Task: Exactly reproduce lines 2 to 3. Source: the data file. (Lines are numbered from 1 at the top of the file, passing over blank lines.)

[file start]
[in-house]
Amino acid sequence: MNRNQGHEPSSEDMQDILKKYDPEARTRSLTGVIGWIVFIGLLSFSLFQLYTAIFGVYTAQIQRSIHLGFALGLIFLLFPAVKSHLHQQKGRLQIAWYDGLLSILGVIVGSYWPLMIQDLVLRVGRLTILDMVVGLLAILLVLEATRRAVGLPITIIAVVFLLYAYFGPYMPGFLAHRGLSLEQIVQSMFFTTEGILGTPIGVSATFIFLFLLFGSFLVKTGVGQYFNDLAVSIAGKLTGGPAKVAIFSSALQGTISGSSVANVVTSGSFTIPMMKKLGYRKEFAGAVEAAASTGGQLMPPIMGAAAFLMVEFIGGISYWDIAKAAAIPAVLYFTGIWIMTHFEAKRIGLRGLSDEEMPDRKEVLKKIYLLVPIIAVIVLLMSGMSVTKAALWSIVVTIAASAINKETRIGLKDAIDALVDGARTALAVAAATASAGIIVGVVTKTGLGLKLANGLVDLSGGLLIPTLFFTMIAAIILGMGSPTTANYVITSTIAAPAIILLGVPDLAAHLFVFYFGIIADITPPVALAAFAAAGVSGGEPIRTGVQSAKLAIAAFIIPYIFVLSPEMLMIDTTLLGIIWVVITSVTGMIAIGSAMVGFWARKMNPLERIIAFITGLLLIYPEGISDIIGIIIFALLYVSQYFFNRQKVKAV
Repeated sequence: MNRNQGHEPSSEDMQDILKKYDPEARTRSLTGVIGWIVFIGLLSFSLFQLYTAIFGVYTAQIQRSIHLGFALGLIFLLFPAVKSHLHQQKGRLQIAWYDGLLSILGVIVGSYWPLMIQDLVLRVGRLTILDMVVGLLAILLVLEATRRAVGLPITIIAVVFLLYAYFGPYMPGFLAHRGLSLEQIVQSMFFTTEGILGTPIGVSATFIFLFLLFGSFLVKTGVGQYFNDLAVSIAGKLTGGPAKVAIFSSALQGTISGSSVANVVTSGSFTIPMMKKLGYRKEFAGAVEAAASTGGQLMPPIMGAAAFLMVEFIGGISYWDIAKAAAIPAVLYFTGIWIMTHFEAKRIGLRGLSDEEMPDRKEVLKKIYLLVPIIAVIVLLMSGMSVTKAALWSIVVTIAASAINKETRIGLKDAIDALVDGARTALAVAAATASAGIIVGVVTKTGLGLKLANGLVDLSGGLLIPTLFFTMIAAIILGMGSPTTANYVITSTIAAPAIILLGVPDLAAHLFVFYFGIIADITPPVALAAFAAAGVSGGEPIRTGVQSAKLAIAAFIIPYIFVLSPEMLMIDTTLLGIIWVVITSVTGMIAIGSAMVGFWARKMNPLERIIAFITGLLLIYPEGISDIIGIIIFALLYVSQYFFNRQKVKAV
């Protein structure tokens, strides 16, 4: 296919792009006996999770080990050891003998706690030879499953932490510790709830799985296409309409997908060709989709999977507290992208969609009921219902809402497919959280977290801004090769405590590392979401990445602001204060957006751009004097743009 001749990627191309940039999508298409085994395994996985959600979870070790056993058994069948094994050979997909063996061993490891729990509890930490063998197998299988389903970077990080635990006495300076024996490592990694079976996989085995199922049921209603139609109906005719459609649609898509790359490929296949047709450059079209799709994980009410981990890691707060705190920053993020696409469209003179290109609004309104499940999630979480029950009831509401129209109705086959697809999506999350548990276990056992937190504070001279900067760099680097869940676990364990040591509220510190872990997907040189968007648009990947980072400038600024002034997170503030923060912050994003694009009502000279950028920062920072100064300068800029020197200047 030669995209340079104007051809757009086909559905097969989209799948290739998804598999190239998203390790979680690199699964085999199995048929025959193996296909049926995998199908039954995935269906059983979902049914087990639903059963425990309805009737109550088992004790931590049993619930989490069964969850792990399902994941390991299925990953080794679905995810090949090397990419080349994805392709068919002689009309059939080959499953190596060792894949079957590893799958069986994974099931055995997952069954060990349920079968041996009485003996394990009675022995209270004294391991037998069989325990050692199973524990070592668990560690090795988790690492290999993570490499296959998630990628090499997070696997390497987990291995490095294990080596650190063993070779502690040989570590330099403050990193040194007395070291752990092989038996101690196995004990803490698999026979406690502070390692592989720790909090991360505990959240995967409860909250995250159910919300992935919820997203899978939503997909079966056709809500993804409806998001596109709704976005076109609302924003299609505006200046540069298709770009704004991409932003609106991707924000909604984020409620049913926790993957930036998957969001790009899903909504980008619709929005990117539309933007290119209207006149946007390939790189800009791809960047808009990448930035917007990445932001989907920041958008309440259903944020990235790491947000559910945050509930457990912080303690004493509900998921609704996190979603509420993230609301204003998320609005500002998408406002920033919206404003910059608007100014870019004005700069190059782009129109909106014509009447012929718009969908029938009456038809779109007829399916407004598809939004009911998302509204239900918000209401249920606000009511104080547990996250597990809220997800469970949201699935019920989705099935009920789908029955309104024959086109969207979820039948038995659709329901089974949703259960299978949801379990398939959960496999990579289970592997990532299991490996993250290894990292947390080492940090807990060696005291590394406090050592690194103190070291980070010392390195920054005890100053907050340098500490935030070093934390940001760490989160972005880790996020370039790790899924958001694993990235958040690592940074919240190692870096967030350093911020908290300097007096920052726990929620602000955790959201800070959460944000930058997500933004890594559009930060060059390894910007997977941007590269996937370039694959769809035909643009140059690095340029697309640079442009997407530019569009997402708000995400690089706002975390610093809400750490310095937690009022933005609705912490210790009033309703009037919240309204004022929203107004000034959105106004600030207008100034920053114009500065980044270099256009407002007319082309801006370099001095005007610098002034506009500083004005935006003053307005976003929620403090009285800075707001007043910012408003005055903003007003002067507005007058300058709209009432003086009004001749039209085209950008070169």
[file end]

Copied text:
Amino acid sequence: MNRNQGHEPSSEDMQDILKKYDPEARTRSLTGVIGWIVFIGLLSFSLFQLYTAIFGVYTAQIQRSIHLGFALGLIFLLFPAVKSHLHQQKGRLQIAWYDGLLSILGVIVGSYWPLMIQDLVLRVGRLTILDMVVGLLAILLVLEATRRAVGLPITIIAVVFLLYAYFGPYMPGFLAHRGLSLEQIVQSMFFTTEGILGTPIGVSATFIFLFLLFGSFLVKTGVGQYFNDLAVSIAGKLTGGPAKVAIFSSALQGTISGSSVANVVTSGSFTIPMMKKLGYRKEFAGAVEAAASTGGQLMPPIMGAAAFLMVEFIGGISYWDIAKAAAIPAVLYFTGIWIMTHFEAKRIGLRGLSDEEMPDRKEVLKKIYLLVPIIAVIVLLMSGMSVTKAALWSIVVTIAASAINKETRIGLKDAIDALVDGARTALAVAAATASAGIIVGVVTKTGLGLKLANGLVDLSGGLLIPTLFFTMIAAIILGMGSPTTANYVITSTIAAPAIILLGVPDLAAHLFVFYFGIIADITPPVALAAFAAAGVSGGEPIRTGVQSAKLAIAAFIIPYIFVLSPEMLMIDTTLLGIIWVVITSVTGMIAIGSAMVGFWARKMNPLERIIAFITGLLLIYPEGISDIIGIIIFALLYVSQYFFNRQKVKAV
Repeated sequence: MNRNQGHEPSSEDMQDILKKYDPEARTRSLTGVIGWIVFIGLLSFSLFQLYTAIFGVYTAQIQRSIHLGFALGLIFLLFPAVKSHLHQQKGRLQIAWYDGLLSILGVIVGSYWPLMIQDLVLRVGRLTILDMVVGLLAILLVLEATRRAVGLPITIIAVVFLLYAYFGPYMPGFLAHRGLSLEQIVQSMFFTTEGILGTPIGVSATFIFLFLLFGSFLVKTGVGQYFNDLAVSIAGKLTGGPAKVAIFSSALQGTISGSSVANVVTSGSFTIPMMKKLGYRKEFAGAVEAAASTGGQLMPPIMGAAAFLMVEFIGGISYWDIAKAAAIPAVLYFTGIWIMTHFEAKRIGLRGLSDEEMPDRKEVLKKIYLLVPIIAVIVLLMSGMSVTKAALWSIVVTIAASAINKETRIGLKDAIDALVDGARTALAVAAATASAGIIVGVVTKTGLGLKLANGLVDLSGGLLIPTLFFTMIAAIILGMGSPTTANYVITSTIAAPAIILLGVPDLAAHLFVFYFGIIADITPPVALAAFAAAGVSGGEPIRTGVQSAKLAIAAFIIPYIFVLSPEMLMIDTTLLGIIWVVITSVTGMIAIGSAMVGFWARKMNPLERIIAFITGLLLIYPEGISDIIGIIIFALLYVSQYFFNRQKVKAV